“Will this room be ok, or is there too much background noise?”
I was talking to Helen from Radio Leicester, who had come to interview me for World Hearing Day.
I didn’t ask the question because I know nothing about how much background noise is workable while recording (although I don’t).
I asked it because I didn’t know how much background noise – if any – there was.
Helen began the interview by reading this excerpt from Still Emily:
‘Finally, I truly appreciated my hearing. All my life I had accepted hearing as just a part of who I was. But part of me had been taken from me. Appreciation came too late. My hearing had gone. Forever.’
If you are able to, you can listen to the whole (short) interview here: World Hearing Day Interview
My hearing has gone, but I believe World Hearing Day is a day to be celebrated.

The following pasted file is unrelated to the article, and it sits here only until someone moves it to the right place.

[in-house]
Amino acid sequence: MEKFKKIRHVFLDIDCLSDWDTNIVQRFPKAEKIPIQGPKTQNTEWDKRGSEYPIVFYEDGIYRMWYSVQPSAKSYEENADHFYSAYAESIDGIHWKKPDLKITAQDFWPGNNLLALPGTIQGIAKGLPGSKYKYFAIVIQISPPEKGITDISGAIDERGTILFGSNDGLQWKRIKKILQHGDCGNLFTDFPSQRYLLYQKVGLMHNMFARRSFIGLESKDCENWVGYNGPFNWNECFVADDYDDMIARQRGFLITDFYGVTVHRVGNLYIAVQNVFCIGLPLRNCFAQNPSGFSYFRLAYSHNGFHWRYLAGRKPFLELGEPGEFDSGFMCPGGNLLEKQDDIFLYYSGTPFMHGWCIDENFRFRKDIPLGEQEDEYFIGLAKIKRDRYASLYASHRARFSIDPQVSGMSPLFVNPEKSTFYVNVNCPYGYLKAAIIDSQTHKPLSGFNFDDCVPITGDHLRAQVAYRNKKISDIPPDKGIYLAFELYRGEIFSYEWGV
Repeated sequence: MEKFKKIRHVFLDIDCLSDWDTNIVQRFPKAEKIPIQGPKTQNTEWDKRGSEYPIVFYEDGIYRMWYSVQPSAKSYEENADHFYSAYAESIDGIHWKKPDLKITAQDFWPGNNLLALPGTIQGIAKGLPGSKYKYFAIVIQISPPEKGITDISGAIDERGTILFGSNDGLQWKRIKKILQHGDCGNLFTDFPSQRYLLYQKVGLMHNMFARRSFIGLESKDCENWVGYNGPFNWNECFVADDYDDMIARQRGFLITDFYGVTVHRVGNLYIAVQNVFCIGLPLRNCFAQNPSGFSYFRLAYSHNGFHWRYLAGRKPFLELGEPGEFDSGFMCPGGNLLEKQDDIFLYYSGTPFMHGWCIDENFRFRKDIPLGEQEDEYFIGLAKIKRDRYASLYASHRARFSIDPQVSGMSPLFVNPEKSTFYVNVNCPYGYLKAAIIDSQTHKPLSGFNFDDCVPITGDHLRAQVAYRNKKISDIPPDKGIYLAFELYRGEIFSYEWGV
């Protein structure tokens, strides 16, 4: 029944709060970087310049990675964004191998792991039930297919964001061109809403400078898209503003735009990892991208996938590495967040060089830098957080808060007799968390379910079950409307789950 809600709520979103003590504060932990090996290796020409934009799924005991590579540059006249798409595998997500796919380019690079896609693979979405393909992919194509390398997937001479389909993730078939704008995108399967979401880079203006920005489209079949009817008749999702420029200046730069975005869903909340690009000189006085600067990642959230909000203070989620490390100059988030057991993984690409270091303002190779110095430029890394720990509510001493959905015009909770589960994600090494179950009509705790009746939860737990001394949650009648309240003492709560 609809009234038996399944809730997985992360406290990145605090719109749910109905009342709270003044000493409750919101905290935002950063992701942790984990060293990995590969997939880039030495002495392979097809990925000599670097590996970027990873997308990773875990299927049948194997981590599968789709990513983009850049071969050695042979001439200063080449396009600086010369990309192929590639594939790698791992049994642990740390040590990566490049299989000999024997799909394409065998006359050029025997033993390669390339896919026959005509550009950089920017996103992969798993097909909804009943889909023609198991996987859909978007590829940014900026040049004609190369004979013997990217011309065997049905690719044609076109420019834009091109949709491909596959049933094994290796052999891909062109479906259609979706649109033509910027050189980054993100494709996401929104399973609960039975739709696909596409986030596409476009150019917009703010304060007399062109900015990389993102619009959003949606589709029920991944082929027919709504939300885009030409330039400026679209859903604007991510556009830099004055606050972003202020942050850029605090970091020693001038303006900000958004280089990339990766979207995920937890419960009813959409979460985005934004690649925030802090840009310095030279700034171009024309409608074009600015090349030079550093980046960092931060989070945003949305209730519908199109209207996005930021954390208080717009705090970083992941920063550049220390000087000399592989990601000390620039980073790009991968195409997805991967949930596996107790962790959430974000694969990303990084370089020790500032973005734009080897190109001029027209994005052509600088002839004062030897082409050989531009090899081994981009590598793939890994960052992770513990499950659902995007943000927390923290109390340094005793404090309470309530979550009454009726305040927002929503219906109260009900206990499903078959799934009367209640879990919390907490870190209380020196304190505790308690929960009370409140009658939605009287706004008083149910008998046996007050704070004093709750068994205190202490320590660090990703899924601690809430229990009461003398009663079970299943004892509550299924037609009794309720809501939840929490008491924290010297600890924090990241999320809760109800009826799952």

Hearing is such a wonderful thing, yet so often taken for granted.
What can you hear right now?
Notice it and, as you do, celebrate World Hearing Day.
Be thankful that you can hear it at all (even if it’s not a nice noise!)
As I wrote in Still Emily, I didn’t appreciate my hearing.
Nor, as a hearing person, would I have known how best to communicate with a deaf person.
I’ve been both sides of the deaf/hearing coin.
One of the first deaf people I ever met is myself.
Perhaps you’ve met deaf people, or perhaps you have yet to meet a deaf person.
I asked Helen how she’d felt prior to our meeting?
“Nervous. Because of communication.”
Helen is not alone, I know.
Here’s a ‘tips for communication’ blog I wrote a while ago: Start with a Smile
Another quote from Still Emily:
‘I see love when a child, unprompted, tells the rest of the group, “You need to look at Emily when you talk. Her ears don’t work and so she needs to see your lips.”’
That child wasn’t born knowing how to communicate with me. They learned.
The child realised that ‘my ears don’t work’ and found out what they could do to help.
Pay attention to things you can hear, as you celebrate your hearing this World Hearing Day.
Notice the sounds.
Let’s remember to pay attention to each other, too.
Notice people we meet.
And be kind.
‘Kindness is a language the deaf can hear and the blind can see.’